Proliferation risks nuclear terrorism
Cimbala 5 – Professor of Political Science at Pennsylvania State University, author of books and articles in professional journals on topics related to national security, he has served as a consultant on arms control to the US Arms Control and Disarmament Agency, US Department of State, and private defense contractors (Stephen J., The Journal of Slavic Military Studies, “East Wind Deadly: Nuclear Proliferation in Asia,” vol. 18, issue 4, 2005, http://dl2af5jf3e.search.serialssolutions.com.proxy.lib.umich.edu/?ctx_ver=Z39.88-2004&ctx_enc=info%3Aofi%2Fenc%3AUTF-8&rfr_id=info:sid/summon.serialssolutions.com&rft_val_fmt=info:ofi/fmt:kev:mtx:journal&rft.genre=article&rft.atitle=East+Wind+Deadly%3A+Nuclear+Proliferation+in+Asia&rft.jtitle=The+Journal+of+Slavic+Military+Studies&rft.au=Cimbala%2C+Stephen&rft.date=2005-12-01&rft.issn=1351-8046&rft.volume=18&rft.issue=4&rft.spage=535&rft.epage=558&rft_id=info:doi/10.1080%2F13518040500341809&rft.externalDBID=FSMS&rft.externalDocID=976978281 mr)
Events since the end of the Cold War have challenged U.S. reliance on the Nonproliferation Treaty (NPT) and other measures of nuclear arms control as the principal bulwark against nuclear weapons spread. Briefly put, the NPT has been extended legally beyond the international circumstances that gave weight to its ambitions. The bipolar international system of the Cold War allowed the Americans and Soviets to keep their respective blocs and allies within a security umbrella that discouraged states from acquiring their own WMD. In a very different and evolving international system since the end of the Cold War, available technology has combined with new ambitions and opportunities to bring nuclear capabilities within reach of more states. At the same time, U.S. and allied intelligence have been challenged to follow the flows of money, of weapons-grade material, of scientific expertise, and of shadow networks creating new linkages between rising demand for WMD and eager suppliers. The difficulties in containing the spread of nuclear weapons and delivery systems among states are only compounded by the possibility that materials or technology could find its way into the hands of terrorists, to deadly effect. Reportedly, al-Qaeda has tried to obtain weapons grade material (enriched uranium and plutonium) and assistance in assembling both true nuclear weapons and radiological bombs (conventional explosives that scatter radioactive debris). Nuclear weapons are in a class by themselves as weapons of “mass destruction”: thus, a miniature nuclear weapon exploded in an urban area could cause much more death and destruction than either biological or chemical weapons similarly located.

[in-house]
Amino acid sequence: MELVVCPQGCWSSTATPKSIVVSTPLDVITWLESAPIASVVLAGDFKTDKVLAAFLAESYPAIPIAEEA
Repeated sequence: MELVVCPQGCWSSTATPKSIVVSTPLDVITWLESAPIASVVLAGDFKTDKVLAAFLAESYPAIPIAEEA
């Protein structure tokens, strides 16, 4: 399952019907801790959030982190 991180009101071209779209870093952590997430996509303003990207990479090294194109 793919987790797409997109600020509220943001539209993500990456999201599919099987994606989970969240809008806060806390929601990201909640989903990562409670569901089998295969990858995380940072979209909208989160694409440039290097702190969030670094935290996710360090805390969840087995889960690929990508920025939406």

Proliferation will increase terrorist theft of nuclear materials which escalates to an arms race.
Mozley ’98 (Robert, Prof. Physics and Arms Control Export – Stanford U., “The Politics and Technology of Nuclear Proliferation”, p. 220)
The theft and subsequent sale of nuclear material expands the dangers associated with nuclear proliferation. It allows shortcutting the elaborate and expensive procedures necessary to produce fissile material. Present procedures have made it very difficult for an underdeveloped nation to build nuclear weapons, and have made it impossible for terrorist groups, even those as highly organized s the Japanese Aum Shrinrikyo, to build one. The availability of weapon-grade uranium, however, would make it possible for a medium-sized group to build a Hiroshima type of weapon. All that would be needed is about 100 lbs. of highly enriched uranium, some neutron-reflecting material, a gun barrel measuring a few inches in diameter, and some high explosive. Some understanding of metals, of nuclear physics, and of the action of explosives would complete the list. The calculations for designing the Hiroshima bomb were so straightforward that it was not thought necessary to test a prototype in 1945. Past efforts, which have concentrated on preventing nations from developing or purchasing the technology to build nuclear weapons, have been remarkably effective. But the availability of stolen nuclear material from the former Soviet Union may now be allowing terrorist groups and maverick nations to circumvent all of the controls and to buy nuclear materials for a small fraction of what they would otherwise cost. The great success of the previous effort was that nations generally have been made to feel they will be more secure without nuclear weapons than with. Almost all of the developed nations are able to build their own weapons, some needing only a few month’s time. Most have relied on the shield provided by the deterrent nuclear strength of one of the nuclear powers. But the deterrent shield (i.e., the threat of retaliation) is lost when the enemy is a terrorist group. If terrorist groups, or countries such as Libya, Iraq, or North Korea, are known to have nuclear weapons, an obvious reaction might be a rush by all nations to arm themselves.
Prolif risks a nuclear terrorist attack.